Isn’t that a sickening front cover?
Everything’s wrong with it.
Orange on grey? Oh, I really don’t think so. It’s a terrible title: dodgy author’s name, too. It has tag lines – what’s it trying to be, a film? And the cow-and-garden-gnome combination looks like something that should be on the cover of a distressingly specialized periodical.
I can’t tell you how much I was looking forward to hating this book from the very first page. I was salivating. The knives were sharpened. I was rehearsing ways of getting the Fawlty Towers line ‘insert a large garden gnome in you’ into this review somewhere.
But Going Bovine cheated me. I couldn’t begin to dislike it even slightly until I was one hundred odd pages from the end. Up to that point, I was having a ball.
Our narrator, Cameron, is a marvellously clichéd, moderately disaffected American teen. He can’t really relate to others, can’t get laid, his sister’s better at school and socialising than he is and his parents suck. He spends most of his time buying vinyl from (and avoiding meaningful conversations with) jazz freak Eubie. Otherwise, he can be found flipping burgers, or you can track him down by tracing the source of the reefer smoke. He can also occasionally be located in the company of gamers who like discussing the wilder conceptual problems thrown up by physics (Schrödinger’s cat, etc.).
To add insult to ennui Cameron starts having rather intense apocalyptic hallucinations which are diagnosed (after a few false starts: drug counselling, therapy, anti-psychotic meds) as symptoms of Creutzfeldt–Jakob disease. That’s Mad Cow, to the rest of us, and he’s got a very short time to live.
But then Cameron sees an angel. Then he heads off on a quest to save the universe and find a cure: accompanied by a Latino dwarf and the Norse god Balder (Balder, by the way, is languishing in the incarnation of a garden gnome).
Now by my normal standards, I’d have hurled this book against a wall many revelations ago. What kept me going was the theme-park enthusiasm of it all.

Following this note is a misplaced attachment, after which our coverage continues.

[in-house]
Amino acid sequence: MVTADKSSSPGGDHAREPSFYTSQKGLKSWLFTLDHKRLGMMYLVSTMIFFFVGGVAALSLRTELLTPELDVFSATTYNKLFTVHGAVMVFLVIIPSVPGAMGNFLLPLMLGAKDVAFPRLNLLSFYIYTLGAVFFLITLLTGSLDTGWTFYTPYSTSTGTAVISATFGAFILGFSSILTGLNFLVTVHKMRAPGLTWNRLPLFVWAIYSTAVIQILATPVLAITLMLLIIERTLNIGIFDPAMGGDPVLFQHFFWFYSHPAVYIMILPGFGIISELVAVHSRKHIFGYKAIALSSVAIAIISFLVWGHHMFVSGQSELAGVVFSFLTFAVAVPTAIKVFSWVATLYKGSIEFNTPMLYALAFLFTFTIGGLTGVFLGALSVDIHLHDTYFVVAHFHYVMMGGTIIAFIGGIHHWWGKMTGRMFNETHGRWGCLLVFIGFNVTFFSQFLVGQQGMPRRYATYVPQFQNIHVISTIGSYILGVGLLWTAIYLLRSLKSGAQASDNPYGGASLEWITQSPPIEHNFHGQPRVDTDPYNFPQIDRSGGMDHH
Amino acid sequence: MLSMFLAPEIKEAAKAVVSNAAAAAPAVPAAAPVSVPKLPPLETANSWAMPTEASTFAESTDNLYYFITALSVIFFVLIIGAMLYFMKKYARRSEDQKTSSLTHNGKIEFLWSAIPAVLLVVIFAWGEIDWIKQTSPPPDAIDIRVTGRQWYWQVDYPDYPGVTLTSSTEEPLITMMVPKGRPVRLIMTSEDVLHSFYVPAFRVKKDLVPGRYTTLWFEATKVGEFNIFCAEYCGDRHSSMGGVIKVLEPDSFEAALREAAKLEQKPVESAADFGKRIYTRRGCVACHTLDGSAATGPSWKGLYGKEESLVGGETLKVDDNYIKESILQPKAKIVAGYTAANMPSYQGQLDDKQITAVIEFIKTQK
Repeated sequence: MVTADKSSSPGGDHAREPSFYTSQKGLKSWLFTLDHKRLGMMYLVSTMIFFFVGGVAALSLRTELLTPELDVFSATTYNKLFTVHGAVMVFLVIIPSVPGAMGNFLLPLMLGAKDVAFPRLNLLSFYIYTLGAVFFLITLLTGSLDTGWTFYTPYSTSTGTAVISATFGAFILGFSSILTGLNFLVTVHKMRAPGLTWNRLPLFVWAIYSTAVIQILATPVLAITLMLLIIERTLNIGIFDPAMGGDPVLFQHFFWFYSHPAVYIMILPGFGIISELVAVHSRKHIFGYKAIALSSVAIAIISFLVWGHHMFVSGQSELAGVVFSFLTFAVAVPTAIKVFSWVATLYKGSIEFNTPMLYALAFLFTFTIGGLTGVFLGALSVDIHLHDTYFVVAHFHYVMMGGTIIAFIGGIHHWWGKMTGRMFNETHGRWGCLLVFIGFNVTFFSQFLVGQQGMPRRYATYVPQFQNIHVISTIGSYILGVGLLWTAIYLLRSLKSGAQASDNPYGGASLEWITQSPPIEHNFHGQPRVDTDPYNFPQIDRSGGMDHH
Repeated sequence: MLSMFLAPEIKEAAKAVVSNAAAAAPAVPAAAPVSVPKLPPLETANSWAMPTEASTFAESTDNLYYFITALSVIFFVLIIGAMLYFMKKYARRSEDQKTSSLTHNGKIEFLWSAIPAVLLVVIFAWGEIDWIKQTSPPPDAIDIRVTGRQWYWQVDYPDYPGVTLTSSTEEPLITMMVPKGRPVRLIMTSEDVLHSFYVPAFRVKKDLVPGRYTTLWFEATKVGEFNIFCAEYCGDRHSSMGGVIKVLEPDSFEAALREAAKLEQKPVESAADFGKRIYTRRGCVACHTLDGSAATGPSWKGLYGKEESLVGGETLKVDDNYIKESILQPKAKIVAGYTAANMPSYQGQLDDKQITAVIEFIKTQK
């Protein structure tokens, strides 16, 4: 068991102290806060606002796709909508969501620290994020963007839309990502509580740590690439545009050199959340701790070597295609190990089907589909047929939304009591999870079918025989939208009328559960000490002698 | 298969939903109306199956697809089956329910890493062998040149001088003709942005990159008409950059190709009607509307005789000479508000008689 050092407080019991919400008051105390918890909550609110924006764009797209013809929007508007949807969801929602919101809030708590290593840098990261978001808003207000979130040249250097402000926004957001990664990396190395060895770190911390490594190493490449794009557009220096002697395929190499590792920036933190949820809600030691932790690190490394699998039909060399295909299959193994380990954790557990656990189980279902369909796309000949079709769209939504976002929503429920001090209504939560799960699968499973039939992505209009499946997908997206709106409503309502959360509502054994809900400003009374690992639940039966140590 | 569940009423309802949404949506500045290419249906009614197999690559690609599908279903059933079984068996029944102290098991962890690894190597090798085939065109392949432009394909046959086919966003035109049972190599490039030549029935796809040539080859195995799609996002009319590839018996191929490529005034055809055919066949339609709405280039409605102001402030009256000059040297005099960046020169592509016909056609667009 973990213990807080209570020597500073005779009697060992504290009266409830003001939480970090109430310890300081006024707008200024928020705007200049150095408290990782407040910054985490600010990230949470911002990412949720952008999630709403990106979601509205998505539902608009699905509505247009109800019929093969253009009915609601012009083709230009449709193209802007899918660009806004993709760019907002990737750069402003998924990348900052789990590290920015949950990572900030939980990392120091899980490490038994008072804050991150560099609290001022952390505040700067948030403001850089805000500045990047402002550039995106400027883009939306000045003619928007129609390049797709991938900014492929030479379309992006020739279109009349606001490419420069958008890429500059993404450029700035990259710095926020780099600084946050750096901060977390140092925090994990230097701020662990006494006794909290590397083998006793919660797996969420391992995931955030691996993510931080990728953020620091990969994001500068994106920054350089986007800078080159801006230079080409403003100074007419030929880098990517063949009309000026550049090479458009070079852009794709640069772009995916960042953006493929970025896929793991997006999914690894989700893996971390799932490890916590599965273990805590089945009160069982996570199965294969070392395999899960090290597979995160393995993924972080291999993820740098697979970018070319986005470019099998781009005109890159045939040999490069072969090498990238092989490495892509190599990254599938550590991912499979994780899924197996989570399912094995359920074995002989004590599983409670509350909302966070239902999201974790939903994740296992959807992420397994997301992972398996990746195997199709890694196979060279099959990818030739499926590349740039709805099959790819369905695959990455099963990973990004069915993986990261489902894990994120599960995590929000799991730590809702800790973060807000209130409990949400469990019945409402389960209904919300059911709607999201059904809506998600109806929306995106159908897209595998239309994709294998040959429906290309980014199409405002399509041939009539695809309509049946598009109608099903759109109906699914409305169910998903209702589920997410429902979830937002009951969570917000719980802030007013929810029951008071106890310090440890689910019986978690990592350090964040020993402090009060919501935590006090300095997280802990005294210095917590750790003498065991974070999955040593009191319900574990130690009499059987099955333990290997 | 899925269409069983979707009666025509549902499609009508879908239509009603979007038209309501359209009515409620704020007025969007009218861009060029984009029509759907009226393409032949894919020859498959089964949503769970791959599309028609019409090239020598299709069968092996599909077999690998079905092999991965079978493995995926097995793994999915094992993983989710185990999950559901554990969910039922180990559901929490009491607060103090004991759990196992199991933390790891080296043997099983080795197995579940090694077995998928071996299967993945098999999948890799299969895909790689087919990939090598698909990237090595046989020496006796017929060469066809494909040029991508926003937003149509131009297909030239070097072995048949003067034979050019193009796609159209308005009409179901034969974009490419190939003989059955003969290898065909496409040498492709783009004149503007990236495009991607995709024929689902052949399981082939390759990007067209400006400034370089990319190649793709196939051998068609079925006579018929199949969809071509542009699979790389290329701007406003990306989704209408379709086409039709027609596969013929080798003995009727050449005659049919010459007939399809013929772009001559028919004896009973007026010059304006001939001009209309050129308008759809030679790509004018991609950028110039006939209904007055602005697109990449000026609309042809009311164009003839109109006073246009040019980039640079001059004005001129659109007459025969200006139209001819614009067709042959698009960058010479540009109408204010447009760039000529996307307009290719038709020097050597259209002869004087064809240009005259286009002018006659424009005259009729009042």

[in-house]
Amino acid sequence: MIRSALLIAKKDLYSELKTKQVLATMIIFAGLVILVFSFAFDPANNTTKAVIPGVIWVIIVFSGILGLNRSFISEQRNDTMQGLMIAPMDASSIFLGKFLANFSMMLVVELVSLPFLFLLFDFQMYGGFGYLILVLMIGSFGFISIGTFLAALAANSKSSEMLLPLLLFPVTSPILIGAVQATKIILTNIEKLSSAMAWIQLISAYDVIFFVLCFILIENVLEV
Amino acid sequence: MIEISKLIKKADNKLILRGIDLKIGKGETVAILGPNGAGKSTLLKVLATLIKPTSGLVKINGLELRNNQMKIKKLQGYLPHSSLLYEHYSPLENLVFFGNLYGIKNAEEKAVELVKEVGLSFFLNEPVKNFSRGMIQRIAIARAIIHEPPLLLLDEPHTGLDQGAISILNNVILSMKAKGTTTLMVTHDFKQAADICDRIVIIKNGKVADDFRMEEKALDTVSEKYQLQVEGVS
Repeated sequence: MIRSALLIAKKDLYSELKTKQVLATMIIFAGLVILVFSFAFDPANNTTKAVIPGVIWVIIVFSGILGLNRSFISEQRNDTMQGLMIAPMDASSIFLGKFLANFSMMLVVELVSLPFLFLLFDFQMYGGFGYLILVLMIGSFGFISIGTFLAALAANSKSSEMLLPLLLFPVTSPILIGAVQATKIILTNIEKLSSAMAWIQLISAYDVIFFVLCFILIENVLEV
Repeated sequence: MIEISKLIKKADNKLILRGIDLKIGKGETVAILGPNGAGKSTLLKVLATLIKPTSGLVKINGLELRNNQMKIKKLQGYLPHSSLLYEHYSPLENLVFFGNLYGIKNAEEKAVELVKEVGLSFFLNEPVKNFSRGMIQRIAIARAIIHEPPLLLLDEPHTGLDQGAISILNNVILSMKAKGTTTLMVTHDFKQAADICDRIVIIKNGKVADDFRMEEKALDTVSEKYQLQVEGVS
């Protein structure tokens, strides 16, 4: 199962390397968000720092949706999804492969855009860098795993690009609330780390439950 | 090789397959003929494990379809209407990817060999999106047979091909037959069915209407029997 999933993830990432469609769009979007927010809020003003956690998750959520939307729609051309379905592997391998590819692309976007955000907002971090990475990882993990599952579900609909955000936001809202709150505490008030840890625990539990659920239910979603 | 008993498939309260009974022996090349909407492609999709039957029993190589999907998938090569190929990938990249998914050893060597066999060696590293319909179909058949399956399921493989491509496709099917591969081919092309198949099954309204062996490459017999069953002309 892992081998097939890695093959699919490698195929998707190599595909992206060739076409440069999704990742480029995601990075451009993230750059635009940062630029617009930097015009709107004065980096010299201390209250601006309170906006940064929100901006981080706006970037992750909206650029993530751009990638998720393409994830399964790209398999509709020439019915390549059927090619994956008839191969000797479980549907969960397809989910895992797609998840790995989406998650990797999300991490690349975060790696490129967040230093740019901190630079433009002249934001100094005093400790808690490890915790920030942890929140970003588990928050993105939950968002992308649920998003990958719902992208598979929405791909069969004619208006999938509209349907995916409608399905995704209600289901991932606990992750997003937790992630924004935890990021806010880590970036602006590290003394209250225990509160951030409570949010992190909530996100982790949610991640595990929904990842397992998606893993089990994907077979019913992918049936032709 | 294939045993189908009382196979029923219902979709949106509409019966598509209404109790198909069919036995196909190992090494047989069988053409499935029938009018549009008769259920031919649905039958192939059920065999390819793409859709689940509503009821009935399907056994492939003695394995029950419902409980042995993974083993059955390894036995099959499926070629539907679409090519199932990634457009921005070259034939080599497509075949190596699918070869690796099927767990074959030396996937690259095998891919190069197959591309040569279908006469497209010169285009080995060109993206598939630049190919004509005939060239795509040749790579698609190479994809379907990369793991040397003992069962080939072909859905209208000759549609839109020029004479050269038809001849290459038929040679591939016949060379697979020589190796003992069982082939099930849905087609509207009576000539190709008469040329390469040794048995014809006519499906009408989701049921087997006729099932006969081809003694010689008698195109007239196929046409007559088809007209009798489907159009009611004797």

Theme parks are not merely thematically important to this novel. They also define its appeal: we’re not going to be hurt, here. All is safe. It’s a wacky world, to be sure, but one in which survival is guaranteed.
Going Bovine is fairy-floss. It’s refined sugar – the buzz you get from it will fade pretty quickly. But it’s enormous amounts of fun while it lasts.
If only the energy lasted to the very end…
Going Bovine takes off like a stabbed rat where plot and characterisation are concerned. A stabbed rat, however, can only dash so far before blood-loss slows it down. This particular rat manages to dash on for about four hundred pages. Four hundred very enjoyable pages.
After that point, however, the rat is barely crawling, and it’s only a matter of time before it expires.
Unfortunately, the novel slumps into sentimentality. Bray does have to tie it all off: but it seems (frankly) like cowardice to knot it so neatly given the chaos that brings the novel into life. Going Bovine would have been an absolute hoot without its feel-good ending. And I would have been a much more satisfied reader.
Don’t listen to anyone who tells you that Bray is the new Douglas Adams. Adams didn’t use mad physics as plot devices: he presented mad physics to us (unintelligible as it commonly is) in intelligible contexts. This is an important point.
Adams delighted in demystifying. Bray doesn’t even see that as a minor priority: you get the sense that an awful lot of googling went into this book, but not an awful lot of understanding.
If it wasn’t for Bray’s sentimentality about death and other dark issues, this novel could have been a minor little diamond from the first to the very last page.
Going Bovine is, instead, a somewhat tarnished garnet.
But you can insert a large garden gnome in me if you find it’s not worth reading.